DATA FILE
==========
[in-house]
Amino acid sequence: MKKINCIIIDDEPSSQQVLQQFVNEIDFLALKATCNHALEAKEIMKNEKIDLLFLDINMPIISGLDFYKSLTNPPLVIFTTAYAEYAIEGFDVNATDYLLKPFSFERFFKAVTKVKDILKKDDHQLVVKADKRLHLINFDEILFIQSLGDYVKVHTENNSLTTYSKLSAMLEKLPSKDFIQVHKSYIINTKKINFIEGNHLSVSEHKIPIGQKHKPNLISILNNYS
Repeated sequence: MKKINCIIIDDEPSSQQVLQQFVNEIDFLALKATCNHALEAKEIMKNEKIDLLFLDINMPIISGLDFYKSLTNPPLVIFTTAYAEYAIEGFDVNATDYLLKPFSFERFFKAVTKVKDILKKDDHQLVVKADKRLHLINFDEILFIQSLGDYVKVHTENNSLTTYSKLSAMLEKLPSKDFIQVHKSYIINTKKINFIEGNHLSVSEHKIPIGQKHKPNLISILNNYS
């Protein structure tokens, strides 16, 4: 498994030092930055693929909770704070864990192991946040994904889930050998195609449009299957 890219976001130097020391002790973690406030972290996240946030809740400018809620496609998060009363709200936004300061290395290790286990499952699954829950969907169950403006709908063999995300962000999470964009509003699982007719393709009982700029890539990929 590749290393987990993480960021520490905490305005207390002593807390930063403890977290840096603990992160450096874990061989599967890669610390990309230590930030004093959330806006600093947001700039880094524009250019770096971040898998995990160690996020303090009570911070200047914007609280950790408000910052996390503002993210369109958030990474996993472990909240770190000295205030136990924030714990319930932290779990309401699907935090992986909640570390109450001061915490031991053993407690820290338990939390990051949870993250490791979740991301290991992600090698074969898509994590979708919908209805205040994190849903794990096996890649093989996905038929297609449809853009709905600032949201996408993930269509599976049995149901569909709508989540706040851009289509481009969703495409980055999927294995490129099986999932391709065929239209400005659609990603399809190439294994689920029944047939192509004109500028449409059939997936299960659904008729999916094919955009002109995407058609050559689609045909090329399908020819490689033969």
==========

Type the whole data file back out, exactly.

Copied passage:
[in-house]
Amino acid sequence: MKKINCIIIDDEPSSQQVLQQFVNEIDFLALKATCNHALEAKEIMKNEKIDLLFLDINMPIISGLDFYKSLTNPPLVIFTTAYAEYAIEGFDVNATDYLLKPFSFERFFKAVTKVKDILKKDDHQLVVKADKRLHLINFDEILFIQSLGDYVKVHTENNSLTTYSKLSAMLEKLPSKDFIQVHKSYIINTKKINFIEGNHLSVSEHKIPIGQKHKPNLISILNNYS
Repeated sequence: MKKINCIIIDDEPSSQQVLQQFVNEIDFLALKATCNHALEAKEIMKNEKIDLLFLDINMPIISGLDFYKSLTNPPLVIFTTAYAEYAIEGFDVNATDYLLKPFSFERFFKAVTKVKDILKKDDHQLVVKADKRLHLINFDEILFIQSLGDYVKVHTENNSLTTYSKLSAMLEKLPSKDFIQVHKSYIINTKKINFIEGNHLSVSEHKIPIGQKHKPNLISILNNYS
């Protein structure tokens, strides 16, 4: 498994030092930055693929909770704070864990192991946040994904889930050998195609449009299957 890219976001130097020391002790973690406030972290996240946030809740400018809620496609998060009363709200936004300061290395290790286990499952699954829950969907169950403006709908063999995300962000999470964009509003699982007719393709009982700029890539990929 590749290393987990993480960021520490905490305005207390002593807390930063403890977290840096603990992160450096874990061989599967890669610390990309230590930030004093959330806006600093947001700039880094524009250019770096971040898998995990160690996020303090009570911070200047914007609280950790408000910052996390503002993210369109958030990474996993472990909240770190000295205030136990924030714990319930932290779990309401699907935090992986909640570390109450001061915490031991053993407690820290338990939390990051949870993250490791979740991301290991992600090698074969898509994590979708919908209805205040994190849903794990096996890649093989996905038929297609449809853009709905600032949201996408993930269509599976049995149901569909709508989540706040851009289509481009969703495409980055999927294995490129099986999932391709065929239209400005659609990603399809190439294994689920029944047939192509004109500028449409059939997936299960659904008729999916094919955009002109995407058609050559689609045909090329399908020819490689033969």